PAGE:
Alicia had told him at the outset that her husband was abusive and that she intended to get a divorce. But as she continued to return home to her husband night after night, Eric began to question Alicia's story. So he confided in a close friend at work. "He told me that Alicia had pulled this on someone else prior to my arrival at the firm, and that she'd gotten the guy fired," Eric says.

Eric dashed off a letter to Alicia, accusing her of being dishonest and ending their contact. Days later, the firm's HR director called him into her office. "Alicia was there and had with her the letter I wrote. She was using it to position me as a stalker," he says. "She said that I'd created a hostile work environment for her, that I'd been sexually harassing her."

HR launched an intensive investigation of Alicia's claims, requiring numerous meetings between Eric and his boss, who dug into the particulars: How long did the relationship last? How serious was it? Did he ever force himself into Alicia's life? Desperate to put an end to the inquisition, Eric provided HR with all of his and Alicia's mostly racy email exchanges. The emails had violated company policy prohibiting the use of office property for personal reasons. Still, says Eric, "I felt like I needed to make crystal clear that this had been a mutually consensual relationship, down to the day before I'd written her that last letter." The email record ended the controversy. Eric admonishes anyone who is romantically involved with a coworker to document everything.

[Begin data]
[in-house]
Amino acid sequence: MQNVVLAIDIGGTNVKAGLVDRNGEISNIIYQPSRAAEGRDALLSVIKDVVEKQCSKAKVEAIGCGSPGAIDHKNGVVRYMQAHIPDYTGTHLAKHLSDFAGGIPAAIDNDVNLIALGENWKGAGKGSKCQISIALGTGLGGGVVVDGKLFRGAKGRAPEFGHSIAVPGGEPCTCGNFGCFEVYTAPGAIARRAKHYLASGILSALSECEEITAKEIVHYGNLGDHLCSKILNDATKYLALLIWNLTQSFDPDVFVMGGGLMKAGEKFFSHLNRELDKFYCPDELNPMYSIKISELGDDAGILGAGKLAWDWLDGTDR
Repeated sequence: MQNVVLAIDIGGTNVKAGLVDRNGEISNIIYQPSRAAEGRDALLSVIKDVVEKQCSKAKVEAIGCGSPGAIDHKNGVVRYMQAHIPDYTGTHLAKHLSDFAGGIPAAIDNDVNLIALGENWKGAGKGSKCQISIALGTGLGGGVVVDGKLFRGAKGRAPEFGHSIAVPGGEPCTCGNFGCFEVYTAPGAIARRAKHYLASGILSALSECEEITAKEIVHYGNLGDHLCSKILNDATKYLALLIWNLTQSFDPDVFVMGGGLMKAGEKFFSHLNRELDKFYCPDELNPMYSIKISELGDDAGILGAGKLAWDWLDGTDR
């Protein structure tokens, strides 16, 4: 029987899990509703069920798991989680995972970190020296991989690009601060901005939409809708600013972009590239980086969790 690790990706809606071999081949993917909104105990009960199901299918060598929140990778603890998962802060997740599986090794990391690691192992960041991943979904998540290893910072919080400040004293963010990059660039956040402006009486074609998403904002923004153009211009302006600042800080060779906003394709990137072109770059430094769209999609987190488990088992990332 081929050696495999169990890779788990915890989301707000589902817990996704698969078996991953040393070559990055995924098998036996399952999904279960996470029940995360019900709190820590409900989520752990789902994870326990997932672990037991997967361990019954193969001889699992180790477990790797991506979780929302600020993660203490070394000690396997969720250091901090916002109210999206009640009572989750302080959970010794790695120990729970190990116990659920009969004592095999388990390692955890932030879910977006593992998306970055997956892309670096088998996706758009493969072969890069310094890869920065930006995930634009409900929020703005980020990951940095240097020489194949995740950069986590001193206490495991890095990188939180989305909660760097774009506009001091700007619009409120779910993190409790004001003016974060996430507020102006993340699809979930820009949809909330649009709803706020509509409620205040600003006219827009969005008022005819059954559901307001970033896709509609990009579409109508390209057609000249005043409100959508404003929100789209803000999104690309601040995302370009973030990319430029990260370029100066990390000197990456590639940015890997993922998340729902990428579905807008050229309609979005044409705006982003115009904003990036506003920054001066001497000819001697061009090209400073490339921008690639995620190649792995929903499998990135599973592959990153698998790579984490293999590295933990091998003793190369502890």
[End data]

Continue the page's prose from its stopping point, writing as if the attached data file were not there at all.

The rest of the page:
5. The Price You Pay Can Go Beyond Your Reputation

Rochelle had been working at a real estate office in a large city for two years when the firm's president introduced her to Andy, a former business-development specialist who was new to the industry. When the president asked if she would show the handsome recruit the tricks of the trade, Rochelle was "giddy. I was a complete goner from the get-go."

For two weeks, the broker, who had been briskly selling $1 million-plus homes in a red-hot market, took Andy to look at properties and meet her clients. That led to late-night dinners and, in Rochelle's eyes, true romance. "I phoned my mother and told her that I was dating her future son-in-law," she says.

As Andy struggled at his new job Rochelle played the role of the supportive girlfriend, even giving him some of her best clients to help him get established. "Real estate is all about whom you know. I know lots of people in this city; he didn't. I was looking at the relationship as a long-term proposition, an investment," she says. Andy thanked her with extravagant dinners and concert tickets.